Cover V05, I06


New Messages

Please send letters via email to

Writing to say how much I enjoy your articles and also ask a few questions and maybe offer a few suggestions. I'd like to see some articles on DCE and maybe some book reviews on it. Also would be great to see and article on UNIX System Administration Certification programs. What do you think?

Otis Murrell, System Administrator
Ashley National Forest
Flaming Gorge National Recreation Area

I'll probably leave the certification programs to Unix Review. I prefer to keep this magazine more concrete and task-oriented. I'll keep the DCE stuff in mind, though. --rlw

From:Scott Merrilees

Adam Moskowitz <> wrote: A better way (the best way?) to do this is as follows:

# Save $1 from the command line

# Break the data into pieces
set 'date '+%Y %m %d %H %M %S''


Better would be:

eval 'date '+YY=%Y MM=%m DD=%d HH=%H MN=%M SS=%S''

This is a general principle that can be used in many contexts, and can be used in sh, Perl, TCL to name a few languages. I often interactively write loops that generate commands, then, when I get them correct, pipe them into sh.

Scott Merrilees, Newcastle, Australia
Disclaimer: In no way speaking for BHP Information Technology

I love these exchanges. I think watching competent advocates explain and defend their design/implementation decisions puts "design" into context. What a teacher's dream come true! I would publish "bad" code every issue if I could be assured it would generate this kind of iterative discussion of alternatives. In all honesty, though, I'd like more explanation about why you like your method better. Write again. --rlw

Dear Robert Ward,
I had to write this letter of appreciation for your excellent response to a reader's question in Sys Admin, 5.4. After reading Moskowitz's letter I wasn't sure how you would or could respond to such a diatribe e.g., "This is just another example of the low standards your publication sets for itself."

I was really struck by your response. It speaks of a man who functions with a very high degree of honesty and integrity not to mention humility, virtues that are very hard to find in the professional world.

I am a scientist who "has to do the dirty job" of sys admin and I thoroughly enjoy the articles in Sys Admin.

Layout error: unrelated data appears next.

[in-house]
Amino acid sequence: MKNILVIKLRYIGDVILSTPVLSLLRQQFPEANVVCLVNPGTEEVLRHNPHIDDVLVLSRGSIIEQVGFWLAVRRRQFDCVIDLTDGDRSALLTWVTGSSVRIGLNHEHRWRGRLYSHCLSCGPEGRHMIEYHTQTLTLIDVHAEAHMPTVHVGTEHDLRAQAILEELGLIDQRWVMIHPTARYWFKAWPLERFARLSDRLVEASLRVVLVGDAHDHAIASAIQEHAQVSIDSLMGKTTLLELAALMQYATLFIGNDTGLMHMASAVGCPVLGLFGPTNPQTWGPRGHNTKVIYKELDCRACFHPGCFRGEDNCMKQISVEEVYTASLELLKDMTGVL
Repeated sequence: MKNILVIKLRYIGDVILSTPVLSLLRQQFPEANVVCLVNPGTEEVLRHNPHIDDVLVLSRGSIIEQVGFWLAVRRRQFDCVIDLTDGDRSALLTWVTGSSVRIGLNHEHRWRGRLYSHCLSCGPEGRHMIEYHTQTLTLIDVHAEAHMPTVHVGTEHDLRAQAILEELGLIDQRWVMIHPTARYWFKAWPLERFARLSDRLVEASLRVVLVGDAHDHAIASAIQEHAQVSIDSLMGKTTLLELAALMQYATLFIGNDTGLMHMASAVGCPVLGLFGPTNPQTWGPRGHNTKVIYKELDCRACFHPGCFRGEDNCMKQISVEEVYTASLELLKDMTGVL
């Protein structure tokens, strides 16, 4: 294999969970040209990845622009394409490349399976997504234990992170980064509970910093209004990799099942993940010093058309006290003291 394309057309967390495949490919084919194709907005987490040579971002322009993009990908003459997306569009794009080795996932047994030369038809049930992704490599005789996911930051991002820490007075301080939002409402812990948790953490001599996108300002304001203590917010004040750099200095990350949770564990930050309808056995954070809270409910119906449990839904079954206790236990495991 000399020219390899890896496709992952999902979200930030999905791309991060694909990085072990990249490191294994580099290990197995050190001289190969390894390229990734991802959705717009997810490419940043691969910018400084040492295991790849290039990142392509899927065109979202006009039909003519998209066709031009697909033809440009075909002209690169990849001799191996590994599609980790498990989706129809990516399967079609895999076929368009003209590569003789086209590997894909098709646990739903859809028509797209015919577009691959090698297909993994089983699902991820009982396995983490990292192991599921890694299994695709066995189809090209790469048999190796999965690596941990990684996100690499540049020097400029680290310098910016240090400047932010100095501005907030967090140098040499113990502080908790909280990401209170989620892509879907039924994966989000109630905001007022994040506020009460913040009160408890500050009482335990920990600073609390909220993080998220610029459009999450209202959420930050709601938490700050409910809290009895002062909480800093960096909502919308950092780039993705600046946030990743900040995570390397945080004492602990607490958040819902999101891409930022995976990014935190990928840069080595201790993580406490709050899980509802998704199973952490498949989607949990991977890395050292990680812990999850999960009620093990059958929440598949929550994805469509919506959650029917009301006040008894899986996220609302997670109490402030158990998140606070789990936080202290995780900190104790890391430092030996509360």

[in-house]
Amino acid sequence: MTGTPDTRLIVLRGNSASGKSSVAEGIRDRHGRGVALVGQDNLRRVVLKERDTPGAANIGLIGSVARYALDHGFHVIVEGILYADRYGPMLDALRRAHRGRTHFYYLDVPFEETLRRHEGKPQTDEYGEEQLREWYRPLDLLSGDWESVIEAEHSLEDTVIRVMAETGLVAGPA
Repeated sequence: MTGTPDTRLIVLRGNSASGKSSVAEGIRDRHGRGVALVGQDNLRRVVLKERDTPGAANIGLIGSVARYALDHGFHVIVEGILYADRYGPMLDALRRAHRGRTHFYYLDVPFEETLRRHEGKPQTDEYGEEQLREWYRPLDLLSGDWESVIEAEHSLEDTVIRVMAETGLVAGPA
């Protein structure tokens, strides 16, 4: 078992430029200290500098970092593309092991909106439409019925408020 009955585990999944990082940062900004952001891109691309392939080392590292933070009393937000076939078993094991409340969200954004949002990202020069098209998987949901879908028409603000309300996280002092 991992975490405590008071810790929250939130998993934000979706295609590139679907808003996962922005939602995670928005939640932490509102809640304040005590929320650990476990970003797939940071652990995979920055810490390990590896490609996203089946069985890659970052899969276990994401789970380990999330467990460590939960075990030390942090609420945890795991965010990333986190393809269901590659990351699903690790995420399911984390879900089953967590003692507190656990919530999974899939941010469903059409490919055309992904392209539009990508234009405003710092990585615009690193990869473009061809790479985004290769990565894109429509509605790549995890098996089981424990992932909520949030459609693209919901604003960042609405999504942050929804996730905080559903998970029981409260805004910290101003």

Keep up the good work,
Martin J. Stumpf
Division of Nuclear Medicine
Johns Hopkins University School of Medicine

In truth, I find this letter harder to respond to than Moskowitz's. A letter (especially such an affirming letter) from someone who has no axe to grind, is always special.

I'm a very quantitative person, and I know the renewal statistics on this magazine are very good. I interpret that to mean that our core readers are, like you, pleased with what they are getting. Thus, there is no reason for me to get defensive about the magazine's overall quality, direction, or goals.

I also recognize, however, that it takes a special effort for someone to send us a letter -- an effort they wouldn't take if they didn't feel pretty strongly about something. If one person was affected enough to write an angry letter, there were probably 100s of others who were bothered to some lesser extent. Thus, I try to read all of our letters with the expectation that I'll find some useful feedback.

That's not always true. Sometimes the writer just wants to let us know that we're not the magazine they wanted. (I remember someone who wrote to the C Users Journal complaining that we should explain what "this DOS thing was" if we wanted him to subscribe. Well, in truth, I guess I didn't want him to subscribe.) I think one of my key roles as editor is to recognize when feedback is germane to the magazine's mission and core reader and when it isn't.

Mr. Moskowitz's comments about the code certainly were germane. So is your judgment that we're doing good work. Thanks. --rlw

Subject: fvwm article

Keep up the good work, every issue has something useful or interesting.

I was very interested in the fvwm article; it really solved a problem area for me. I downloaded and installed the package shortly after reading Mr. Brownrigg's article. With all of the software available, it's impossible to investigate every piece of software that might solve a problem. Articles like this one serve a very useful purpose in highlighting important software.

Thanks again.
Paul Amaranth
Rochester, Michigan

Thank you, I appreciate your comments. --aa